YOUNG PEOPLE had the opportunity to brighten up Stroud thanks to a half-term street art workshop.

It was run by Stroud Town Council in partnership with Paganhill PCSO Amy Webb and the Neighbourhood Wardens.

Artist Lee Kirby, known as The Art of 3rdEye, and a group of young people worked on Beard’s Lane railway bridge, a long stretch of metal walling.

Nine young people, aged 11-15, took part in the project which was supported by The National Lottery Community Fund.

Mayor Stella Parkes said: “We’re thankful to The National Lottery Community Fund for its support for this great project

Stroud News and Journal: Young people have opportunity to brighten up Stroud, thanks to a half-term street art workshop.“The permanent mural has brightened up an area that is well used by school and college students."

The free workshops provide young people an opportunity to practise street art with an established artist.

The council has had positive feedback from the young people involved.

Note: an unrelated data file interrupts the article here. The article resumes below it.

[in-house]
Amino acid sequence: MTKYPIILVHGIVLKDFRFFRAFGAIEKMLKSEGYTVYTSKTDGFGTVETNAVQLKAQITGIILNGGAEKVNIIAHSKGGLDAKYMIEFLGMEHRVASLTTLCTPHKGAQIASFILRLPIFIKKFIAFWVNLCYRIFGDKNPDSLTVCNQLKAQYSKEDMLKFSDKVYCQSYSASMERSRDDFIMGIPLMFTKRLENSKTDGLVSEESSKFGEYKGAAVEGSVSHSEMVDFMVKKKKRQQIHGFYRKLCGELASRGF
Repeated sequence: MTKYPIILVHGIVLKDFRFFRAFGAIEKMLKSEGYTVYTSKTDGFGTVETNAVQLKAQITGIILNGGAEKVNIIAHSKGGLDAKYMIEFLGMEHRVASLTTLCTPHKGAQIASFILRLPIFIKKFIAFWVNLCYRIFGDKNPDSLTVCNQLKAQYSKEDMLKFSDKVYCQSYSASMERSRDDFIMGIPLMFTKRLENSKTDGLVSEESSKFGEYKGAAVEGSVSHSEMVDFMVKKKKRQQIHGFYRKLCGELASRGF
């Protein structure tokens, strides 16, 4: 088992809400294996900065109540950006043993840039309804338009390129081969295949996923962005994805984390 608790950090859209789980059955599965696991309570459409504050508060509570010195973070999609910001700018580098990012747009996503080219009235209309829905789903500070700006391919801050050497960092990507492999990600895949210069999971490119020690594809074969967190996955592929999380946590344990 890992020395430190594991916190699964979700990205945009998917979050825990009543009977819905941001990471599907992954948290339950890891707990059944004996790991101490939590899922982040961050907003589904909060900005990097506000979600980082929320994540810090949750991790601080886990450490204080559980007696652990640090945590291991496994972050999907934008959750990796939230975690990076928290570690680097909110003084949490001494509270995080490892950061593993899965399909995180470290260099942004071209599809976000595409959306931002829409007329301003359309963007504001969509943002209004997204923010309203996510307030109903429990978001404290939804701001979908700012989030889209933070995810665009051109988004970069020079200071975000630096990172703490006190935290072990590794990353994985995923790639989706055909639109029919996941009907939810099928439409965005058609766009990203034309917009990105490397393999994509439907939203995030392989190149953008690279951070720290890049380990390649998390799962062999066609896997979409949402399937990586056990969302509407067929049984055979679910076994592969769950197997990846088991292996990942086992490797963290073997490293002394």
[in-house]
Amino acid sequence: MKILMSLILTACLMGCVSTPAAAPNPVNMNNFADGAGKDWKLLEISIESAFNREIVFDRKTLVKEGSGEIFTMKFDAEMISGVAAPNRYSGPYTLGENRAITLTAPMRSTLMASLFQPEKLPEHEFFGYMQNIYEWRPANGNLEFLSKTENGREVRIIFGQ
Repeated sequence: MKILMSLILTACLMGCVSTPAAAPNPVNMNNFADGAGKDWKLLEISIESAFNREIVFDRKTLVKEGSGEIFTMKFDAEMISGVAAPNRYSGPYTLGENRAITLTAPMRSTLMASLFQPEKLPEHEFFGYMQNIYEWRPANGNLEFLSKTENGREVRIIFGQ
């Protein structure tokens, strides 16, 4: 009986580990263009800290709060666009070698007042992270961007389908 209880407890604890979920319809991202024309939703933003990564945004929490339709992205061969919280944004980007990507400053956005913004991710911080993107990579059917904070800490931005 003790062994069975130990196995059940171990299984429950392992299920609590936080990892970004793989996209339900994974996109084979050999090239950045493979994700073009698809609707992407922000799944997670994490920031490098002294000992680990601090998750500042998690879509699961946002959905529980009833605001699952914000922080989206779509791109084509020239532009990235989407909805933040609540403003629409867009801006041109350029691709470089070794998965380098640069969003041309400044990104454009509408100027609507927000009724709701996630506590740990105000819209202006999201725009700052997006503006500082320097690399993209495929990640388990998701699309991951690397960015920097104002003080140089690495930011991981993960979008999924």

Ms Parkes said: “These workshops are providing the opportunity to receive mentoring from a professional artist and to see authority figures in a fresh light. 

“It also allows them to feel connected to the community and to be valued.

"The more we do to ensure young people feel part of the community the more we can tackle anti-social behaviour.”

One parent, whose son took part, said: "Thank you for giving my son the opportunity to put his passion and skills into action.

"He struggles with his confidence at times, but he’s come home really proud of himself and his creativity, having been really engaged and learning throughout and can’t wait to show his family what he’s created.

"It sometimes seems as though there isn’t enough for teens to get involved with locally but this made our half term."

The National Lottery Community Fund recently launched its new strategy, ‘It starts with community’, which will underpin its efforts to distribute at least £4 billion of National Lottery funding by 2030.

As part of this, the funder has four key missions, which are to support communities to come together, be environmentally sustainable, help children and young people thrive and enable people to live healthier lives.

National Lottery players raise over £30 million a week for good causes across the UK. Thanks to them, last year The National Lottery Community Fund was able to distribute over half a billion pounds (£615.4 million) of life-changing funding to communities.